Electromagnetic interference: Practical advantages of glass fiber temperature measurement

Electrically demanding environments, such as power converters on electric motors, are a real challenge for precise temperature measurement. imc test engineers have demonstrated this on an imc electric motor test bench.

In this application, the temperature was measured on a supply wire that sends pulsed PWM currents to the electric motor. To do this, sensors were mounted near the motor on a screw terminal of the supply wire. It was protected against contact by means of a transparent shrink sleeve. In the test, the thermocouple was fixed to the shrink tubing from the outside with cable ties. The glass fiber was inserted into the shrink tubing and placed directly at the contact point.

The concrete effects of the electromagnetic interference fields on the thermocouple are visualized in the adjacent diagram (blue curve). It can clearly be seen how the electrical thermocouple is massively disturbed with increasing speed and corresponding motor currents. These kinds of coupling via alternating magnetic fields can be completely avoided with purely optical FBG measurement technology. The technology is completely immune to EMC/ESD influences, as can be seen from the red curve of the recorded temperature signal.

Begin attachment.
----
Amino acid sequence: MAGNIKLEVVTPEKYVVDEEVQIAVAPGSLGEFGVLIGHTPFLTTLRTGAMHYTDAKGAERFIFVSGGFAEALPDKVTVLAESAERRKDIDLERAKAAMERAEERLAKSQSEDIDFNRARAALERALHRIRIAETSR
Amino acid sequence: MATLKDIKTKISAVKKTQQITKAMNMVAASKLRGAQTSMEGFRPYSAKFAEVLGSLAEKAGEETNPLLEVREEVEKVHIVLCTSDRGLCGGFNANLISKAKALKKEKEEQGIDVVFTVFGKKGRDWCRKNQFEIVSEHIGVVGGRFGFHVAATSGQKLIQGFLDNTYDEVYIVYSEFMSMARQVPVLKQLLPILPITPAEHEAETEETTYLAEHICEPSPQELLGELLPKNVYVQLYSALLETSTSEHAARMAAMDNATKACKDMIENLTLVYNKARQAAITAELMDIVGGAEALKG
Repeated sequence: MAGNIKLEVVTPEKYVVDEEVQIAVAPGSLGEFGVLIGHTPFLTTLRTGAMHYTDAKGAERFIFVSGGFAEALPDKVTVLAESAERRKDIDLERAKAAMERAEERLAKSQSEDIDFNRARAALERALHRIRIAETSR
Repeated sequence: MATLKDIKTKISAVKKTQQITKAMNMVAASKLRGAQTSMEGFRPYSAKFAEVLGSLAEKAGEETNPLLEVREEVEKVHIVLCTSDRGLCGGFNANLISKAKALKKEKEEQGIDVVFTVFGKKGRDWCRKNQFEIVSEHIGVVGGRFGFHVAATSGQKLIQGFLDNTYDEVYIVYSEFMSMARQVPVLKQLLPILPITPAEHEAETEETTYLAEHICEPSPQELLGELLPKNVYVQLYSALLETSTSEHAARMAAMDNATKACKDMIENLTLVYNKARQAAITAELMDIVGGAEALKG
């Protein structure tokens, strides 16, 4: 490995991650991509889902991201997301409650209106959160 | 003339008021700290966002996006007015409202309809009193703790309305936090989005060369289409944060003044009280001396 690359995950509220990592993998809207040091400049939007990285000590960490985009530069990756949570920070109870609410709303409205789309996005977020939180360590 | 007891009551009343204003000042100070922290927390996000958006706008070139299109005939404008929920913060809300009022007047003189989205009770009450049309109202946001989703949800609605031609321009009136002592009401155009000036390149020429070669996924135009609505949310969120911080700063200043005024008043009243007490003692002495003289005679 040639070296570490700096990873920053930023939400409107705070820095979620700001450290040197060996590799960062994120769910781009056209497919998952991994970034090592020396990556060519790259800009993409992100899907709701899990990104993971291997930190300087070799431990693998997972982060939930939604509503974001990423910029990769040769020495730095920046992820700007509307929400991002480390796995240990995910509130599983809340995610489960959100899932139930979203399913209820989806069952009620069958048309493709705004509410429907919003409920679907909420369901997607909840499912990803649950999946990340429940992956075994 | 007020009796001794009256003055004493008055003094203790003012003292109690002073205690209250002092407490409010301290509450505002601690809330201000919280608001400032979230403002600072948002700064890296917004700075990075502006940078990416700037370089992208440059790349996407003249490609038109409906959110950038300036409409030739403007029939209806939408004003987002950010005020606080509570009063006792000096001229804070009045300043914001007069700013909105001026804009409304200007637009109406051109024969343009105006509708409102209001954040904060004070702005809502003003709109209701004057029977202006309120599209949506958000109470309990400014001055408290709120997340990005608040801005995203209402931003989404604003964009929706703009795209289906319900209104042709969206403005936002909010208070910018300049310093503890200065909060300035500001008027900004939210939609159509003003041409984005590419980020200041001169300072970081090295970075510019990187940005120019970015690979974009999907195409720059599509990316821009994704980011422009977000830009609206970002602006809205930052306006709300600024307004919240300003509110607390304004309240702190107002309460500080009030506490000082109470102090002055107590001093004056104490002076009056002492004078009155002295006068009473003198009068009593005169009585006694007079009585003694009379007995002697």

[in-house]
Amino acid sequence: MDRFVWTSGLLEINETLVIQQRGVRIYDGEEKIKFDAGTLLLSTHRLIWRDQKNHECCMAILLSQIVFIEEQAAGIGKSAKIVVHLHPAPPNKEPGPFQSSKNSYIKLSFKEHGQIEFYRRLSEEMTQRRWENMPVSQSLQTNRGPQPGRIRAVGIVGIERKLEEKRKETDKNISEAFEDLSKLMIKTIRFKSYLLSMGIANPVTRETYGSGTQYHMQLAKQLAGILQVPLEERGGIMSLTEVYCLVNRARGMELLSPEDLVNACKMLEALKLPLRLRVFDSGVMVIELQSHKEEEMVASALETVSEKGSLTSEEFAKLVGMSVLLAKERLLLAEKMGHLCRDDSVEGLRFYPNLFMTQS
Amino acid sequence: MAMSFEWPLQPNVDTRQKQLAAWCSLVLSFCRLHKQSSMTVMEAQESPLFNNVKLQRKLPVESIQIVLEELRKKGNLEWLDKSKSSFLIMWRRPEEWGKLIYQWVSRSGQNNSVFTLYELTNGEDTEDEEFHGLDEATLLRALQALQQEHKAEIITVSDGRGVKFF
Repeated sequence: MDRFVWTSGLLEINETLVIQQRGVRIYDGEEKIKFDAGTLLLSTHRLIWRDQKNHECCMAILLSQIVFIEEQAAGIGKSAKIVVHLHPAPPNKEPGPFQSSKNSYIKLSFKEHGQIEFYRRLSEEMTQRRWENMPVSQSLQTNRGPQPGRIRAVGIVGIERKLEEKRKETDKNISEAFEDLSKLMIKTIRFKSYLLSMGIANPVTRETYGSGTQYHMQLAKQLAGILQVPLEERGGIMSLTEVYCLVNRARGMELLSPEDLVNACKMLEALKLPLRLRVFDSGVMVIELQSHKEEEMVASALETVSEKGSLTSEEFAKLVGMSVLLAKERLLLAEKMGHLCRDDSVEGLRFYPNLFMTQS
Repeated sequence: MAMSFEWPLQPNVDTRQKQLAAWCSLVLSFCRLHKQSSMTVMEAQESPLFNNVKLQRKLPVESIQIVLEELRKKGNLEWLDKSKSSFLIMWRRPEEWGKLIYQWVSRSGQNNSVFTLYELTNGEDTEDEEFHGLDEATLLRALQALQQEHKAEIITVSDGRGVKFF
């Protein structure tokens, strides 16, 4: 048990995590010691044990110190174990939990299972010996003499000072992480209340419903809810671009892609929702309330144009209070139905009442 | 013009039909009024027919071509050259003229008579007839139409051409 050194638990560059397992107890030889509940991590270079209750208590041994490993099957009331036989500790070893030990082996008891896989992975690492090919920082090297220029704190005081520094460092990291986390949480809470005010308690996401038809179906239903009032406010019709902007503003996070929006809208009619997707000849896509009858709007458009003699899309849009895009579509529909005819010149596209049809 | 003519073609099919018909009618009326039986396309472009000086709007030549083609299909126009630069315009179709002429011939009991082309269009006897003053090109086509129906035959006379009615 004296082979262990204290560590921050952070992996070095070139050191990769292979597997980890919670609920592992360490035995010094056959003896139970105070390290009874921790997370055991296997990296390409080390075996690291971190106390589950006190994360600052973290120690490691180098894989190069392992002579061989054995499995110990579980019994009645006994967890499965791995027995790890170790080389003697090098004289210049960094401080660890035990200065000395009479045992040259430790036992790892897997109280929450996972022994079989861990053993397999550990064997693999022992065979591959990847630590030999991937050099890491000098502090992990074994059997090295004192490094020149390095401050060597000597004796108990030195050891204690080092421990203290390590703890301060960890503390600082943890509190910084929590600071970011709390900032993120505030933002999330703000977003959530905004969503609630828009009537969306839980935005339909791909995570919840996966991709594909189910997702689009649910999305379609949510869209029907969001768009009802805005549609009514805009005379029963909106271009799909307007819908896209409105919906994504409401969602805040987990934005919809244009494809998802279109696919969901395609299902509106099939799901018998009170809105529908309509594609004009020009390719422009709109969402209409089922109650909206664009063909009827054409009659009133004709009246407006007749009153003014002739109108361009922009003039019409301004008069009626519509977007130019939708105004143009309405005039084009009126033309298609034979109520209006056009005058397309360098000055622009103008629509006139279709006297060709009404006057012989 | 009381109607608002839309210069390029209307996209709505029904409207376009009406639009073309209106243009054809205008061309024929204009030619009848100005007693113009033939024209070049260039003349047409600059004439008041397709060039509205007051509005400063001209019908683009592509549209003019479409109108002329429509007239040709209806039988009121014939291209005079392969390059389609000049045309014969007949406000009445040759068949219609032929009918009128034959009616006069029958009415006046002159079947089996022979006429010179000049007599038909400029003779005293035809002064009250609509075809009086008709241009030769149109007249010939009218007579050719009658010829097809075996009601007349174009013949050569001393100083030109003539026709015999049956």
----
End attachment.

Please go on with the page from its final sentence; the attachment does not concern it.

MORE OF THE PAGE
The diagram shows the following measurement data:

  • Temperature via thermocouple (blue)
  • Temperature via glass fiber (red)
  • RPM (orange)
  • Phase current of the motor (green)

Our whitepaper lists further advantages of fiber-optic measurement technology.

Attachment of thermocouple and fiber-optic sensor to the motor supply wire
Comparison of thermocouple and FBG sensor temperature curves.
Report with characteristic curves of the motor
Report with characteristic curves for voltage, rpm, speed and torque